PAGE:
VANDENBERG AIR FORCE BASE, Calif. -- Tech. Sgt. Michael Roberts, a sensor management analyst from the 614th Air and Space Operations Center, verifies the accuracy of a radar tracking station's observations of several man-made objects floating in space March 4 here. The purpose of Joint Space Operations Center is to provide a focal point for the operational employment of worldwide joint space forces, and enable the commander of Joint Functional Component Command for Space to integrate space power into global military operations. (U.S. Air Force photo/Staff Sgt. Vanessa Valentine)

COLORADO SPRINGS, Colo. — A long-awaited update to the hardware and software system that will allow the U.S. Air Force to ingest data from its new object tracking system, known as Space Fence, will not be ready until 2018, about 19 months later than previous estimates, an Air Force spokeswoman said April 11.

The Air Force has been undergoing a broad modernization of the Joint Space Operations Center (JSpOC), the processing center of U.S. military space operations headquartered at Vandenberg Air Force Base, California.

The program, known as the JSpOC Mission System (JMS), is a three-phased, $1 billion initiative to replace or upgrade the hardware and software currently used for space surveillance, collision avoidance, launch support, and providing more precise and timely orbital information. The new system replaces the legacy Space Defense Operations Center, or SPADOC, which Air Force officials say is dated and becoming increasingly difficult to maintain.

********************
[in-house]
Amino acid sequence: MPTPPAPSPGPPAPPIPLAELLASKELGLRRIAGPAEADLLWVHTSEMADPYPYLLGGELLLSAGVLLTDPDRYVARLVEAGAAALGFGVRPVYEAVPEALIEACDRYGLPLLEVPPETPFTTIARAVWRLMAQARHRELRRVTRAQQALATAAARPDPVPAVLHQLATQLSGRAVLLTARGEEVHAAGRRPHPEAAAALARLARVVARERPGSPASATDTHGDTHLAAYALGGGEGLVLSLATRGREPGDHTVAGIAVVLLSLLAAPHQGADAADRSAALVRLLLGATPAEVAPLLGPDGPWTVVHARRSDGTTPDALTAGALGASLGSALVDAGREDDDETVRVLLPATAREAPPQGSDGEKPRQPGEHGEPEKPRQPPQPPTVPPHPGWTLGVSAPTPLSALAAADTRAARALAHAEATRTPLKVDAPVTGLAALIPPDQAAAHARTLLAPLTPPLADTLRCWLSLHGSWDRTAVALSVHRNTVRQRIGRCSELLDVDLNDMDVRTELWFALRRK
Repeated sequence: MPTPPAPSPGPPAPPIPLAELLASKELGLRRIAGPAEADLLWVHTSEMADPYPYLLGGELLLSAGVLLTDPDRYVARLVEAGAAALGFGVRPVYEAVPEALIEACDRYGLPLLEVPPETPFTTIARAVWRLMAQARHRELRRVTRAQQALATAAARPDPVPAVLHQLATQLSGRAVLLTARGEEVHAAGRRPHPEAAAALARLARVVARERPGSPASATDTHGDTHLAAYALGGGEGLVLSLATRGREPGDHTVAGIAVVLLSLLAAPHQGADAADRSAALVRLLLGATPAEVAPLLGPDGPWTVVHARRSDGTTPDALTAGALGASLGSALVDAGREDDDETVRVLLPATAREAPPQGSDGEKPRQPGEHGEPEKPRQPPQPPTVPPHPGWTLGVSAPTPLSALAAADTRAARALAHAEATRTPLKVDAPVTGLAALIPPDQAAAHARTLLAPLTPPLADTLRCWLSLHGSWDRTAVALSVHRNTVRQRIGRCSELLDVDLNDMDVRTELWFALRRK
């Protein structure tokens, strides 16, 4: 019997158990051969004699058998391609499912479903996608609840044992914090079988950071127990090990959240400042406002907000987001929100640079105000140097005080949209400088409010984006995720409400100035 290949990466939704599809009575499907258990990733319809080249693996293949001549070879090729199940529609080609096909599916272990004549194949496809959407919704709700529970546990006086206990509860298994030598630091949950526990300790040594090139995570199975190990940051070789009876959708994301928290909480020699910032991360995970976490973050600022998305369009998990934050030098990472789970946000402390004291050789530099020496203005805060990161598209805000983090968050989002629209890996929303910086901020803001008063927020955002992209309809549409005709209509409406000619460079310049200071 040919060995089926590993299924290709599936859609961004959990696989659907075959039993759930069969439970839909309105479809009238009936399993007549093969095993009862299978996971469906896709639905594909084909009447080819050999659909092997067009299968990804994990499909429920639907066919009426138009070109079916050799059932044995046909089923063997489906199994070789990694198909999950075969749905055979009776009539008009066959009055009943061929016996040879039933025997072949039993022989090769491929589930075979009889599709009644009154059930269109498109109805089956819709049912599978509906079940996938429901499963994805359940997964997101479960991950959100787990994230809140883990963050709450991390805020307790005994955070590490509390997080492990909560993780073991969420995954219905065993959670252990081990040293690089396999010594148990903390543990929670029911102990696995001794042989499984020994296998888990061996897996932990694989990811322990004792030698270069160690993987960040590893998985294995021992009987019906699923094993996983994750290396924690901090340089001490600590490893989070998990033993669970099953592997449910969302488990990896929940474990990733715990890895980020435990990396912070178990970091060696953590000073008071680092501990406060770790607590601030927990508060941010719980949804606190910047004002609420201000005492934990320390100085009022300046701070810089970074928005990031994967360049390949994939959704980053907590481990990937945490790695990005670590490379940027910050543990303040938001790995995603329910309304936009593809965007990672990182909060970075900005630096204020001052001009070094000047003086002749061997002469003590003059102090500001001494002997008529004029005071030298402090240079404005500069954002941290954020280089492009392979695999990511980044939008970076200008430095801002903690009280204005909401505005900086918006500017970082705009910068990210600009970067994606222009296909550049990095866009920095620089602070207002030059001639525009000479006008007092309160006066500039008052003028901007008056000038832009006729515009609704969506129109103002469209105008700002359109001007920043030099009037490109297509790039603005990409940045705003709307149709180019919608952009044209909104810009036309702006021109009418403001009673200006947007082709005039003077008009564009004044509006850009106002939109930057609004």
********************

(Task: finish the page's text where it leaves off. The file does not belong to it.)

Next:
The next batch of improvements to the JSpOC is known as Increment 2 and is aimed at weaning the Air Force from the SPADOC system. Increment 2 is now expected to be complete in mid-2018, a spokeswoman for the Air Force’s Space and Missile Systems Center (SMC) said April 11 in response to questions from SpaceNews. Air Force officials previously had said that portion of the upgrade, which kicked off in 2013, would be complete around December 2016.

SMC in Los Angeles is serving as the program’s prime contractor. The Navy’s Space and Naval Warfare Systems Command in San Diego is the lead integrator.

The delay means the Air Force would continue to use the SPADOC system. Gen. John Hyten, the head of Air Force Space Command, has repeatedly said he wants to get off the SPADOC as quickly as possible and once described the legacy system as “that ancient engine that can’t take data from anywhere unless it’s one of ours.”

The delay comes only a few months after U.S. lawmakers asked for an update to the program’s progress and inquired about the possibility of accelerating Increment 2.

The Air Force’s 2017 budget request includes$47 million for Increment 2.

Air Force officials are counting on JMS to improve the Defense Department’s space surveillance efforts by incorporating data from multiple external sources, not just military radars and telescopes.  JMS is a key part of the Air Force’s efforts to incorporate data from the Space Fence, a next-generation space surveillance system expected to be operational in 2018.

Increment 2 contains four subsets of capabilities, known as service packs. The Air Force said it has completed one of those service packs, Service Pack 7, which connected the new system to the Space Surveillance Network.

The Air Force said it began testing Service Pack 9, which transitions the space catalog to JMS, earlier this month. Service Pack 11, which allows the software to classify satellite deorbits, re-entries, launches and other events, is in development. Service pack 13 visualizes satellite maneuvers.

Mike Gruss covers military space issues, including the U.S. Air Force and Missile Defense Agency, for SpaceNews. He is a graduate of Miami University in Oxford, Ohio.